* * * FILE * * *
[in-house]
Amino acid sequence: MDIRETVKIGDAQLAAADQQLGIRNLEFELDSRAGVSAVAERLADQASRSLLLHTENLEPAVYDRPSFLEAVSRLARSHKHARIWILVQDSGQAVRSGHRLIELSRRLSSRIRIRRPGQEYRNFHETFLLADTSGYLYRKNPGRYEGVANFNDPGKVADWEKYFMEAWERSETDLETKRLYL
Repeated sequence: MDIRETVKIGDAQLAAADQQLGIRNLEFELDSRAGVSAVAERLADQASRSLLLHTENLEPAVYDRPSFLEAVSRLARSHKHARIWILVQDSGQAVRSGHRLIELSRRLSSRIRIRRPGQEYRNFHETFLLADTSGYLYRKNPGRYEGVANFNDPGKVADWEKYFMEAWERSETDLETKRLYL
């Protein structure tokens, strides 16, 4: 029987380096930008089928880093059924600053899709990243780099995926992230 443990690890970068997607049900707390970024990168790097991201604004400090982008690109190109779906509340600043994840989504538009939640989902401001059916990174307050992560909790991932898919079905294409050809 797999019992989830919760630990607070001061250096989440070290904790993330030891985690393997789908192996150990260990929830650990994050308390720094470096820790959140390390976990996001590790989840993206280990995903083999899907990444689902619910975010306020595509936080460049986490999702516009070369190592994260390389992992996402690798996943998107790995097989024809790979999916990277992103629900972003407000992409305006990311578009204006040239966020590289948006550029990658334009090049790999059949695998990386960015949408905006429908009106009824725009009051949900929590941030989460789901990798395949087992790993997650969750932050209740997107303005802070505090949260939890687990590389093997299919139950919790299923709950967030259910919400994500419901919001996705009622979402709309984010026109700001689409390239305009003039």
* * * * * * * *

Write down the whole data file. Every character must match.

[in-house]
Amino acid sequence: MDIRETVKIGDAQLAAADQQLGIRNLEFELDSRAGVSAVAERLADQASRSLLLHTENLEPAVYDRPSFLEAVSRLARSHKHARIWILVQDSGQAVRSGHRLIELSRRLSSRIRIRRPGQEYRNFHETFLLADTSGYLYRKNPGRYEGVANFNDPGKVADWEKYFMEAWERSETDLETKRLYL
Repeated sequence: MDIRETVKIGDAQLAAADQQLGIRNLEFELDSRAGVSAVAERLADQASRSLLLHTENLEPAVYDRPSFLEAVSRLARSHKHARIWILVQDSGQAVRSGHRLIELSRRLSSRIRIRRPGQEYRNFHETFLLADTSGYLYRKNPGRYEGVANFNDPGKVADWEKYFMEAWERSETDLETKRLYL
């Protein structure tokens, strides 16, 4: 029987380096930008089928880093059924600053899709990243780099995926992230 443990690890970068997607049900707390970024990168790097991201604004400090982008690109190109779906509340600043994840989504538009939640989902401001059916990174307050992560909790991932898919079905294409050809 797999019992989830919760630990607070001061250096989440070290904790993330030891985690393997789908192996150990260990929830650990994050308390720094470096820790959140390390976990996001590790989840993206280990995903083999899907990444689902619910975010306020595509936080460049986490999702516009070369190592994260390389992992996402690798996943998107790995097989024809790979999916990277992103629900972003407000992409305006990311578009204006040239966020590289948006550029990658334009090049790999059949695998990386960015949408905006429908009106009824725009009051949900929590941030989460789901990798395949087992790993997650969750932050209740997107303005802070505090949260939890687990590389093997299919139950919790299923709950967030259910919400994500419901919001996705009622979402709309984010026109700001689409390239305009003039």